Wednesday, May 25, 2011

Jennifer Moxley’s Coastal

In a Greenhouse

No. 16

The violinist’s repeat’d salvos of Prokofiev. No relations limn’d where none previously perceived. Isn’t all art ‘about’ the moral chaos accompanying one’s short ungainly journey across the turbulent earth? A hid distillery in the woods. Henceforth gainsaid only by a kind of irony. You better believe it, Bubba. A black iris unfurls its churlish intensity in flags, giddy with loss. Futures in pork bellies, futures in grains, numbers input into a registry wholly unprepossessing and aloof, a discourse clear’d of amenity’s social chokehold. Two woodpeckers fly recklessly up out of the high crotch of a red maple, divagatory and loud. So disclosing the botch’d cenacle of a nest. The ‘enormous blank’ in the sentimental novel is fill’d with insipidity ally’d to tedium, melancholy bitch’d by defeat.

That yak yesterday about “bidding farewell to poetry to succumb to the vulgarity of narrative”—with its add’d sop of “we, too, all, in the plangency of our ‘era,’ do” (measure both sap and ostentatiousness by the number of excess commas in a remark)—prompt’d, I suspect, by two things. One: Jennifer Moxley’s Coastal (The Song Cave, 2011), in particular its lines:
                                  We are trying, the both of us,
to make work that matters. To remain true
to that initial commitment. Artifice, dialogue, beauty.
A letter to a friend. “This glamorless isolation is killing me.”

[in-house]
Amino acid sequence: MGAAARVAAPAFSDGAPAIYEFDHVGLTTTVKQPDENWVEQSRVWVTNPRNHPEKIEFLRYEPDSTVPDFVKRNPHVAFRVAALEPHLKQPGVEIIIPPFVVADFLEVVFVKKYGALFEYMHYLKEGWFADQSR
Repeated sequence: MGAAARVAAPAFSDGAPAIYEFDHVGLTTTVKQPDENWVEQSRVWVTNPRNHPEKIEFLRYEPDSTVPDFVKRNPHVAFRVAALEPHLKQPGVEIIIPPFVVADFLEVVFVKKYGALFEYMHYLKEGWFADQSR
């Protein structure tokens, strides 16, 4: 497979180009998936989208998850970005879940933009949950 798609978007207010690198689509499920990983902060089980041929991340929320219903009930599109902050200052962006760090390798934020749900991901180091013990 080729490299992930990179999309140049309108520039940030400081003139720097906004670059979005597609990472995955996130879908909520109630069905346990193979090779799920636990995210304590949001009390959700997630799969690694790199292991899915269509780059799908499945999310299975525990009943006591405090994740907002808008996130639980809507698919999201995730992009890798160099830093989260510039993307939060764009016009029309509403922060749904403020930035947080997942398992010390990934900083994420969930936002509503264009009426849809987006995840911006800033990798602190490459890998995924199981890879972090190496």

I cannot accompany you into the abstract,
but grow more narrative by the year,
saying things to get them said,
feeling no leisure to take old risks.
Two: Jordan Davis’s recent minor screed against the “cul de sac” of mere “aesthetics”—a thing to be replaced with a kind of “shapeliness” that certainly sounds just like the same old same old paraphrasable narrative jaunt, that knowing trek of a “good story”: “I have come around to the idea that it is more ambitious to create two or three page situation slash anecdote that has a shape as a poem that you the reader hold in your mind and recall and want to share with people. It is just fundamentally more ambitious than to repolish the Stevensian lyric.” (“Just fundamentally” never an argument makes.) Davis’s long worry’d about popularity, so a measure of the art depending on its “sharability”: easily the epigone’s late though logical next step. Moxley’s piece—and, seemingly, position—: somewhat more complicated. A rather chatty epistolary thing in seven parts, address’d (reading through the dedicatory “for Monique van Genderen”) to the Los Angeles painter, Coastal attempts, broadly, to gauge something of the effects of the post-9/11 psyche on one particular coterie of writers and artists (with an inevitably larger swathe—a generation—fully imply’d). Rundown of one’s own personal 9/11 events—with lovely details amongst the now mundane (“It was a beautiful day. / Incredibly beautiful, exactly like today . . .” recalling the insipidity of Charles Bernstein’s early report “It’s 8:23 in New York” opening line: “What I can’t describe is how beautiful the day is in New York; clear skies, visibility all the way to the other side of wherever you think you are looking”—though Moxley clearly sees, too, how such “Vignettes of contrast serve self-pity.”) Lovely: a moment of wrong-seeing, what percept makes of news prior to its being “re-calibrated”: “The image: a bi-plane / leaving an I-beam, disabused by a small / black-and-white tv perched on a file cabinet . . .” (Throughout and somewhat disturbingly: the simulacrum-effect: “just something on tv . . .”) Moxley:
                                  The world seemed mute, a backdrop,
too perfect. Chickadee chirps echoed against it
but seemed fake like nature tape loop. We could not
hear them, blocked by the loud buzz of what ifs,
the deafening hum of the stunned structure,
the “me” of belief underneath our feet
yoked into the juggernaut “we.”